Nepal | September 20, 2019

One’s identity, one’s pride: No need for consolation

MIM BAHADUR PARIYAR

Concealing one’s caste and changing the surname or one’s religion can’t solve the social problems, rather they only weaken the identity and history of the Dalit community 

I got goosebumps when my little brother proudly said that he was a Damai and proud to be one. I haven’t seen such a rebellious person at such a young age.

Generally young people from our community feel uneasy to reveal their identity.

Actually nobody likes to face discrimination in public. If somebody mistakenly says he or she is a Pariyar, BK or Nepali, then he/she has to face many questions.

In our society, caste is a major concern of the people.

Usually caste is regarded as the main source of identity, and in society, people behave on this basis.

Still in many of Nepal’s villages, people use the word timi (Nepali word used to call a junior) to address elderly Dalits. When one’s caste does not even allow reverence to an elderly Dalit, it is natural for people to conceal their identity.

Some have even changed their religion to unburden themselves of the caste system.

We three brothers used to study in the same school but at different levels. One day in the social studies class of my little brother, the teacher was teaching about the caste system, culture, religion and community.

Suddenly he gave an example of my brother and said Kranti is from the Dalit community, but we shouldn’t discriminate against him. In the middle of the class, my brother got up and said, “Sir, I am a Damai, and I am proud to be one, and I love my culture. I don’t need any sympathy or consolation.”

He said that he didn’t mind if anybody wanted to discriminate against him on the basis of his caste.

“Let them practice inhumanity.

How can an individual be upper and another lower in position in society based on caste?” Why can’t we stamp out such ill practices from the society, he questioned. “Even our constitution says everyone is equal. There shall be no discrimination on the basis of caste, colour and race.

So, why do you say somebody is of a low or high caste? Shame on those who sympathise with me because I am a Damai.”

After hearing from my brother, one student stood up and said, “Sir, I am also a Dalit and belong to a caste lower than that of Kranti.”

He also added that his parents tried to conceal their caste because people might make fun of them or discriminate against them.

“Therefore, to stay away from discrimination, we have changed our caste. We have concealed our real identity, sir. But from now on, I will not hide my caste rather I will explore it. The Dalit community needs youths like Kranti, who is proud of his identity, caste and culture and ready to fight against discrimination through a non-violent movement.”

Apart from my brother, my father also faced many questions related to caste during his visits to Kathmandu and India. When my father came to Kathmandu, the houseowner asked what his caste was.

My father cleverly answered, a To-thapa, which in Khas Nepali translates as ‘know yourself’. The houseowner thinking that Tothapa was a sub-caste of a Thapa, a high caste in Nepal, didn’t ask further questions.

He knew well that if he revealed his identity, he would not be given a room.

Similarly in India, when people asked the caste of my father, he said Barabar, meaning equal. According to my father, Indians think that Barabar is like a Brahmin as the two sound similar.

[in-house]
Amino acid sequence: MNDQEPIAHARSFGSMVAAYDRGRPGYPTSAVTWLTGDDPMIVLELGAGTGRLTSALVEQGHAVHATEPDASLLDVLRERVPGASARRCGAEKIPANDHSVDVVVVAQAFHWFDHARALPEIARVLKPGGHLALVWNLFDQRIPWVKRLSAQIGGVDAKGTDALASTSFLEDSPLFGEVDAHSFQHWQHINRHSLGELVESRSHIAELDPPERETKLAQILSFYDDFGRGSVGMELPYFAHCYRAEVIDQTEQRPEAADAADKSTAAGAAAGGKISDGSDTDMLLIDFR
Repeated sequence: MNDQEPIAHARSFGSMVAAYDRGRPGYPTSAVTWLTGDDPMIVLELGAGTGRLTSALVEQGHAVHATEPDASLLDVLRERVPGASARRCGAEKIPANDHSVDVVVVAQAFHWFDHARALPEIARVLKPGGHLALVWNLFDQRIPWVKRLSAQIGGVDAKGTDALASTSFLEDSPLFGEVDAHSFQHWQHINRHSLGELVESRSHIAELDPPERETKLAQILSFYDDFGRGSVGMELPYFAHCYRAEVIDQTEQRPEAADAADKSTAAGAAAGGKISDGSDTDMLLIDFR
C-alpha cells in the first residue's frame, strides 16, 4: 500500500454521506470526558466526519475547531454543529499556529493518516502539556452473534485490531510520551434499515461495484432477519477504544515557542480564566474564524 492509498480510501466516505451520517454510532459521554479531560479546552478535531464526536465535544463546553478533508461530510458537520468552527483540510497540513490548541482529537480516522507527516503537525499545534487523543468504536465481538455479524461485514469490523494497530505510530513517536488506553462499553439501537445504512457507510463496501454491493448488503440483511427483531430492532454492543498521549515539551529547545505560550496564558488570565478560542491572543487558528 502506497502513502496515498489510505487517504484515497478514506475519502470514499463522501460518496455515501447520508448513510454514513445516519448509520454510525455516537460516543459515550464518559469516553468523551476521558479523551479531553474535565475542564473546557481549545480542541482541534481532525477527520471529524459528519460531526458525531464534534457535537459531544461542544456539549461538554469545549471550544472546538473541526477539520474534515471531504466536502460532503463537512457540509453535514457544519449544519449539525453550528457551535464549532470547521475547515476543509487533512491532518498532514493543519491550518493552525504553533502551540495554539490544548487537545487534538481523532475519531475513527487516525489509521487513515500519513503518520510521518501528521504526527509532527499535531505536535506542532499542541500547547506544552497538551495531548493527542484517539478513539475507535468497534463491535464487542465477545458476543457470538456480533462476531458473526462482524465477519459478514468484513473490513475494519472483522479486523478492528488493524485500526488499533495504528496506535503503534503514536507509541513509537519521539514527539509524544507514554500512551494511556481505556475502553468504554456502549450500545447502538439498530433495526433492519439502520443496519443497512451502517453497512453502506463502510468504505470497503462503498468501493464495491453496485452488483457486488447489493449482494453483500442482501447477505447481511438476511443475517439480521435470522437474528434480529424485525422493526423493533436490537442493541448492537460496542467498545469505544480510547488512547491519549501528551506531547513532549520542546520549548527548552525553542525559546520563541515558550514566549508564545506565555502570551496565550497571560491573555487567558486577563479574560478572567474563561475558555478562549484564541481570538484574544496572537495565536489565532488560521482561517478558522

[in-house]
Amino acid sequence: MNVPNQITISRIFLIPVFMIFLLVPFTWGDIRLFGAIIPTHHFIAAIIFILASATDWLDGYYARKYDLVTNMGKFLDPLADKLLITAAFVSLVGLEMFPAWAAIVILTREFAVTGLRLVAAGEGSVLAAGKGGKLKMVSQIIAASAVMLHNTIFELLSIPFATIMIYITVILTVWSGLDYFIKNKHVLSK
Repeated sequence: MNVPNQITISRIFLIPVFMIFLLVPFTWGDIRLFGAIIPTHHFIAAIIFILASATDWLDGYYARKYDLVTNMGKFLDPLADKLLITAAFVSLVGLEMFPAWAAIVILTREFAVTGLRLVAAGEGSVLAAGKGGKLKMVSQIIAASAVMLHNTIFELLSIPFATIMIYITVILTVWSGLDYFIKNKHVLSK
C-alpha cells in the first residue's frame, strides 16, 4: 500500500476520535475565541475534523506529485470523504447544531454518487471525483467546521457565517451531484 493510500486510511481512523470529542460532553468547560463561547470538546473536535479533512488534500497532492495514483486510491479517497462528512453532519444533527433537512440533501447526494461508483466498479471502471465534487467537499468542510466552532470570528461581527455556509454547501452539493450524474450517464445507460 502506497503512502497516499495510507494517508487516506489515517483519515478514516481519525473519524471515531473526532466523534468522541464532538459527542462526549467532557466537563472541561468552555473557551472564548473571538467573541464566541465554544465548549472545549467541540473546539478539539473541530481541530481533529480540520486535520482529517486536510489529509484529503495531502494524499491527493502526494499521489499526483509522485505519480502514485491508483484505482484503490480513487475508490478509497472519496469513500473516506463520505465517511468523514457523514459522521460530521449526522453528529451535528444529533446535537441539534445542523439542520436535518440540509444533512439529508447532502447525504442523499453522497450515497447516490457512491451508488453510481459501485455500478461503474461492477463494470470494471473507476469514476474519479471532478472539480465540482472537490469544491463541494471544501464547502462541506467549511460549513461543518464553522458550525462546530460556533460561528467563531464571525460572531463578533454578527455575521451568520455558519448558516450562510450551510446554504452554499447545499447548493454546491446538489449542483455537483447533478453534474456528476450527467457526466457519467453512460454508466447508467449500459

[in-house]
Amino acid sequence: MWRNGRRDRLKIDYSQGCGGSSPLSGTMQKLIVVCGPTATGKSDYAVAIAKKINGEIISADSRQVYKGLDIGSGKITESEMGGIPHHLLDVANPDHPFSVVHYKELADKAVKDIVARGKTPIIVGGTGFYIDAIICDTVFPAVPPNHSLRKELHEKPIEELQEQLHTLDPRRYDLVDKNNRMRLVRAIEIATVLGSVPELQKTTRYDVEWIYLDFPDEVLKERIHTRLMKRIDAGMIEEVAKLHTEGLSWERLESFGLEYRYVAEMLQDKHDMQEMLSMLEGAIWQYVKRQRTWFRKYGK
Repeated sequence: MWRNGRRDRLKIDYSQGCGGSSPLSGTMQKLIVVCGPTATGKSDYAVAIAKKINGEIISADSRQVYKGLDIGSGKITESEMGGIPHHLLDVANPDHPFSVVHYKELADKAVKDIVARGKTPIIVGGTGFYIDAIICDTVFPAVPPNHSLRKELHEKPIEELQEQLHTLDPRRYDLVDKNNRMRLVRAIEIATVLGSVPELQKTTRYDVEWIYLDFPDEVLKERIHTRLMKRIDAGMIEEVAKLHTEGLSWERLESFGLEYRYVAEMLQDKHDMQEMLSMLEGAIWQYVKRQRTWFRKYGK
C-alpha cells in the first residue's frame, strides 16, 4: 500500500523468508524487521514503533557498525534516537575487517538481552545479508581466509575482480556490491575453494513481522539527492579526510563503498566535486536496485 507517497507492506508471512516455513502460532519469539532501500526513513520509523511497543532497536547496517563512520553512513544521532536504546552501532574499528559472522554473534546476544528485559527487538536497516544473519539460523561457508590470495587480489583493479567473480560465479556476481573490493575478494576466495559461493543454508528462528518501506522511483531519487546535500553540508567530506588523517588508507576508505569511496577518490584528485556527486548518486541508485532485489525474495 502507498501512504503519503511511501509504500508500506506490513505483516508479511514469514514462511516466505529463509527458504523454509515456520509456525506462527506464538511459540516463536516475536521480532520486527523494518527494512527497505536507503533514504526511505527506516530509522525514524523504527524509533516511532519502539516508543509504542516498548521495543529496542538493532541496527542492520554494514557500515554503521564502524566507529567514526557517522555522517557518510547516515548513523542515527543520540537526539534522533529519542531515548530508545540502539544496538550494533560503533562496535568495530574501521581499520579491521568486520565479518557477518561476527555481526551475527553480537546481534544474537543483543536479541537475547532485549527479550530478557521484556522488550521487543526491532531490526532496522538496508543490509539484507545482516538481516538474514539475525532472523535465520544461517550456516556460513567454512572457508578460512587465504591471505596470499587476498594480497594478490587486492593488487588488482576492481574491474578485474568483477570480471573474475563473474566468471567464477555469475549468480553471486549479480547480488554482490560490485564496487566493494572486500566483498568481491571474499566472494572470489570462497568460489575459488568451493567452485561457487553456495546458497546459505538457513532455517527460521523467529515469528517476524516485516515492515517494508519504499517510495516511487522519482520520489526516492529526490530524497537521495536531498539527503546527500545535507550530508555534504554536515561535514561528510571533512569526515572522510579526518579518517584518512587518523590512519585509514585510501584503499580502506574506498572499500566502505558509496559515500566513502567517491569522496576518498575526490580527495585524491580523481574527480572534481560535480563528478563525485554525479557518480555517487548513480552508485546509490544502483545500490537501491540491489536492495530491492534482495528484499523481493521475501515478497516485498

Then after, he was asked to show the Janai, or sacred thread. So he showed them the kanne dori, the thread that is tied at the waist by the sudras, or Dalits. Again the Indians asked why he wore the thread around the waist. My father replied that people from the Himalayas wore them around the waist.

Actually, to avoid castebased questions and humiliation, people from the Dalit community hide their identity. There are many stories of caste discrimination in our society. Many Dalits have been beaten, humiliated and some even killed. Caste has been used to isolate the Dalits from the mainstream. So to be on the safe side, Dalits try to pose themselves as high caste people.

Despite the discrimination faced in society, I would like to share one thing about my family. We are proud of our caste, culture and history. We love to shout and say that we are Damai by caste. But it doesn’t mean that we love discrimination. Instead we are proud with the Damai’s identity and culture. In our cultural programmes, we play the musical instruments played by the Damai during special occasions – the sanai and damaha.

Some people might say that we benefit from being a Damai. But we have never asked for any largesse from the government or anyone.

We can survive on our own with our hard work. What is the use of reservation which tags you as a minority or a weak person compared to others? We have to erase these tags and stop these reservations.

Indeed concealing one’s caste and changing the surname or one’s religion can’t solve these social problems, rather they only weaken the identity and history of the Dalit community.

Caste hasn’t brought discrimination, rather it is the so-called norms, values, rites and rituals of society which discriminate against people and bring division among the people.

Certain religious rites and rituals should be erased for maintaining social harmony, integration and mutual cooperation in society. Once these stereotypical thoughts are removed from our society, there will be no need for the word Dalit. Indeed Dalit is not a caste, it’s a culture: it’s a term that unites the people of so-called low castes.

The term Dalit will stay alive until such people are not emancipated.


A version of this article appears in print on May 07, 2019 of The Himalayan Times.


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